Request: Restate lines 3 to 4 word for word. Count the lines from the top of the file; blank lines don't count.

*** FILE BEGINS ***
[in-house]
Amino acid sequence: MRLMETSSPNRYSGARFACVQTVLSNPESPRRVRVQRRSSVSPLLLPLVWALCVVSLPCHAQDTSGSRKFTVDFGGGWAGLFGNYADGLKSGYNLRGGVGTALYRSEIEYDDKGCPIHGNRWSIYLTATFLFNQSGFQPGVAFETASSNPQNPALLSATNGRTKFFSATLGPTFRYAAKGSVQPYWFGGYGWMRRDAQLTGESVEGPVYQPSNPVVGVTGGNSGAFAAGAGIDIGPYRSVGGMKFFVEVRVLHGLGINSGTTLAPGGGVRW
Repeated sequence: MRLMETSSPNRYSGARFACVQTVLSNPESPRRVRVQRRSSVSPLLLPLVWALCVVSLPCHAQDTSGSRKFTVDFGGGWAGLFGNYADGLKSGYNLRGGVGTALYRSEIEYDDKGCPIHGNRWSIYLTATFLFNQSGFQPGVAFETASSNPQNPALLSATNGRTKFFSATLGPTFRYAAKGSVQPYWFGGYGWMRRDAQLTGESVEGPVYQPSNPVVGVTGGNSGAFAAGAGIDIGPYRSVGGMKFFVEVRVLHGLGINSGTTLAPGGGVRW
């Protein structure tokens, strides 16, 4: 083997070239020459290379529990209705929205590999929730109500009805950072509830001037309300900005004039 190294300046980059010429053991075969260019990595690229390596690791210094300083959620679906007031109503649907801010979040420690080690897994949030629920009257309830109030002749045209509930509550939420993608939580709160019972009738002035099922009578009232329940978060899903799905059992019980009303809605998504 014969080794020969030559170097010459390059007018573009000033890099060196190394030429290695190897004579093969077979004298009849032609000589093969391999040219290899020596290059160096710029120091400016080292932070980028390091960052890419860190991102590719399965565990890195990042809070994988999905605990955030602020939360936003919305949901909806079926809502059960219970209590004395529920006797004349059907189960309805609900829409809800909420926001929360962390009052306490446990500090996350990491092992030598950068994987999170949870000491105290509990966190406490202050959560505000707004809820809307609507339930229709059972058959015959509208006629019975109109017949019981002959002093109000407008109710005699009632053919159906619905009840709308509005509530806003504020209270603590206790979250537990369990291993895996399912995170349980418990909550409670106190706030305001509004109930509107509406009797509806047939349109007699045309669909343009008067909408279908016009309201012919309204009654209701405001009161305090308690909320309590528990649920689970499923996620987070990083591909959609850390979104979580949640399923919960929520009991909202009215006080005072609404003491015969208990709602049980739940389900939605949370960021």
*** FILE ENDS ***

Repeated sequence: MRLMETSSPNRYSGARFACVQTVLSNPESPRRVRVQRRSSVSPLLLPLVWALCVVSLPCHAQDTSGSRKFTVDFGGGWAGLFGNYADGLKSGYNLRGGVGTALYRSEIEYDDKGCPIHGNRWSIYLTATFLFNQSGFQPGVAFETASSNPQNPALLSATNGRTKFFSATLGPTFRYAAKGSVQPYWFGGYGWMRRDAQLTGESVEGPVYQPSNPVVGVTGGNSGAFAAGAGIDIGPYRSVGGMKFFVEVRVLHGLGINSGTTLAPGGGVRW
């Protein structure tokens, strides 16, 4: 083997070239020459290379529990209705929205590999929730109500009805950072509830001037309300900005004039 190294300046980059010429053991075969260019990595690229390596690791210094300083959620679906007031109503649907801010979040420690080690897994949030629920009257309830109030002749045209509930509550939420993608939580709160019972009738002035099922009578009232329940978060899903799905059992019980009303809605998504 014969080794020969030559170097010459390059007018573009000033890099060196190394030429290695190897004579093969077979004298009849032609000589093969391999040219290899020596290059160096710029120091400016080292932070980028390091960052890419860190991102590719399965565990890195990042809070994988999905605990955030602020939360936003919305949901909806079926809502059960219970209590004395529920006797004349059907189960309805609900829409809800909420926001929360962390009052306490446990500090996350990491092992030598950068994987999170949870000491105290509990966190406490202050959560505000707004809820809307609507339930229709059972058959015959509208006629019975109109017949019981002959002093109000407008109710005699009632053919159906619905009840709308509005509530806003504020209270603590206790979250537990369990291993895996399912995170349980418990909550409670106190706030305001509004109930509107509406009797509806047939349109007699045309669909343009008067909408279908016009309201012919309204009654209701405001009161305090308690909320309590528990649920689970499923996620987070990083591909959609850390979104979580949640399923919960929520009991909202009215006080005072609404003491015969208990709602049980739940389900939605949370960021």